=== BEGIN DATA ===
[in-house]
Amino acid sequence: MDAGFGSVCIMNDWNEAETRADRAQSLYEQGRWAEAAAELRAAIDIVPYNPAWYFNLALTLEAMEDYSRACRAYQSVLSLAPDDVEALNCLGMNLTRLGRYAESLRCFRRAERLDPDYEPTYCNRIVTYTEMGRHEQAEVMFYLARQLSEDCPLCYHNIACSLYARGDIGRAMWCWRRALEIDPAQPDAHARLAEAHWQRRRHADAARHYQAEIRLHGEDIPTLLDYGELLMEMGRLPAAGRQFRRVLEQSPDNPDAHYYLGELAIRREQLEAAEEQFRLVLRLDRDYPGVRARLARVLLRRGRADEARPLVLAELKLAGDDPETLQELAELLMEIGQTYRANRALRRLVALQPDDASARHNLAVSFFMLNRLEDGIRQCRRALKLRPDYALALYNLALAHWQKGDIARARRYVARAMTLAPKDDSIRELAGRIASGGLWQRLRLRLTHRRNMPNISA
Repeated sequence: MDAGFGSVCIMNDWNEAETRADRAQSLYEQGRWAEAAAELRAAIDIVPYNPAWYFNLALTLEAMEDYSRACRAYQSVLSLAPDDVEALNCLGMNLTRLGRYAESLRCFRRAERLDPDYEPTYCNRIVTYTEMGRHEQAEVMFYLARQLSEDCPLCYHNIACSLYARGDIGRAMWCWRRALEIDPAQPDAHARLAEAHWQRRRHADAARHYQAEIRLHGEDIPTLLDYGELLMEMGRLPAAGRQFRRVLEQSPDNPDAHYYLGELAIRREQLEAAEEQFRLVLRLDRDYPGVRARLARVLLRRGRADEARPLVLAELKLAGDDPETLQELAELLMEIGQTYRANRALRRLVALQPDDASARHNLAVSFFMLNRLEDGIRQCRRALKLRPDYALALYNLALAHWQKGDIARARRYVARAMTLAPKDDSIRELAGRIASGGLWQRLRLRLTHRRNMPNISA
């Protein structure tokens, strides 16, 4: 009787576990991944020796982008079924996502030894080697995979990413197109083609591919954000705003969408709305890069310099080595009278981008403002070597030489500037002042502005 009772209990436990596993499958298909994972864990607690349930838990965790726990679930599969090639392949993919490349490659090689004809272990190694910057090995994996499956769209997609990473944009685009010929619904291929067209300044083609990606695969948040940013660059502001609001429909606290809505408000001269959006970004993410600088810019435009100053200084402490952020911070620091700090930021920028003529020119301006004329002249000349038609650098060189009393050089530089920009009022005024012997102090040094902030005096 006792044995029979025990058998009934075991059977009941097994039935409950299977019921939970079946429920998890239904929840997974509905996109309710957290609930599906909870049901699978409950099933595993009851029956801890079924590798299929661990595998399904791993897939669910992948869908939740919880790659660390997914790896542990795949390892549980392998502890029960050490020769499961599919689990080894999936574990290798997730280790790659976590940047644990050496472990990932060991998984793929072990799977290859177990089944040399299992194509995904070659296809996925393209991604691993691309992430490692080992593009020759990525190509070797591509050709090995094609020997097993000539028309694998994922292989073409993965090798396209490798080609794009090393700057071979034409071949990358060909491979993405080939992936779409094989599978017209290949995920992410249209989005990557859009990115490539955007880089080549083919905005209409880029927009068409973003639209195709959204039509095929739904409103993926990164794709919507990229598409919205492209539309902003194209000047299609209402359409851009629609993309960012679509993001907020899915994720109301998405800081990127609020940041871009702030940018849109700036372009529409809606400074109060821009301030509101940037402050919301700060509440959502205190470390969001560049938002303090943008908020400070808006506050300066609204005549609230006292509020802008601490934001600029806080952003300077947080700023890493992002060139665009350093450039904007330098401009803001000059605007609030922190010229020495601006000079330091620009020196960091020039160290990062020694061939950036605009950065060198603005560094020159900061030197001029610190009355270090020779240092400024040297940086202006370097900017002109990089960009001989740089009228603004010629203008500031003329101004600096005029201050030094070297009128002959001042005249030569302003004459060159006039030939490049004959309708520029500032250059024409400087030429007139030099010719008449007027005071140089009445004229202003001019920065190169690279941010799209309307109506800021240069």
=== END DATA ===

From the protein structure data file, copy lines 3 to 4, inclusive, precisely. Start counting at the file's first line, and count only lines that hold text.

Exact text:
Repeated sequence: MDAGFGSVCIMNDWNEAETRADRAQSLYEQGRWAEAAAELRAAIDIVPYNPAWYFNLALTLEAMEDYSRACRAYQSVLSLAPDDVEALNCLGMNLTRLGRYAESLRCFRRAERLDPDYEPTYCNRIVTYTEMGRHEQAEVMFYLARQLSEDCPLCYHNIACSLYARGDIGRAMWCWRRALEIDPAQPDAHARLAEAHWQRRRHADAARHYQAEIRLHGEDIPTLLDYGELLMEMGRLPAAGRQFRRVLEQSPDNPDAHYYLGELAIRREQLEAAEEQFRLVLRLDRDYPGVRARLARVLLRRGRADEARPLVLAELKLAGDDPETLQELAELLMEIGQTYRANRALRRLVALQPDDASARHNLAVSFFMLNRLEDGIRQCRRALKLRPDYALALYNLALAHWQKGDIARARRYVARAMTLAPKDDSIRELAGRIASGGLWQRLRLRLTHRRNMPNISA
């Protein structure tokens, strides 16, 4: 009787576990991944020796982008079924996502030894080697995979990413197109083609591919954000705003969408709305890069310099080595009278981008403002070597030489500037002042502005 009772209990436990596993499958298909994972864990607690349930838990965790726990679930599969090639392949993919490349490659090689004809272990190694910057090995994996499956769209997609990473944009685009010929619904291929067209300044083609990606695969948040940013660059502001609001429909606290809505408000001269959006970004993410600088810019435009100053200084402490952020911070620091700090930021920028003529020119301006004329002249000349038609650098060189009393050089530089920009009022005024012997102090040094902030005096 006792044995029979025990058998009934075991059977009941097994039935409950299977019921939970079946429920998890239904929840997974509905996109309710957290609930599906909870049901699978409950099933595993009851029956801890079924590798299929661990595998399904791993897939669910992948869908939740919880790659660390997914790896542990795949390892549980392998502890029960050490020769499961599919689990080894999936574990290798997730280790790659976590940047644990050496472990990932060991998984793929072990799977290859177990089944040399299992194509995904070659296809996925393209991604691993691309992430490692080992593009020759990525190509070797591509050709090995094609020997097993000539028309694998994922292989073409993965090798396209490798080609794009090393700057071979034409071949990358060909491979993405080939992936779409094989599978017209290949995920992410249209989005990557859009990115490539955007880089080549083919905005209409880029927009068409973003639209195709959204039509095929739904409103993926990164794709919507990229598409919205492209539309902003194209000047299609209402359409851009629609993309960012679509993001907020899915994720109301998405800081990127609020940041871009702030940018849109700036372009529409809606400074109060821009301030509101940037402050919301700060509440959502205190470390969001560049938002303090943008908020400070808006506050300066609204005549609230006292509020802008601490934001600029806080952003300077947080700023890493992002060139665009350093450039904007330098401009803001000059605007609030922190010229020495601006000079330091620009020196960091020039160290990062020694061939950036605009950065060198603005560094020159900061030197001029610190009355270090020779240092400024040297940086202006370097900017002109990089960009001989740089009228603004010629203008500031003329101004600096005029201050030094070297009128002959001042005249030569302003004459060159006039030939490049004959309708520029500032250059024409400087030429007139030099010719008449007027005071140089009445004229202003001019920065190169690279941010799209309307109506800021240069």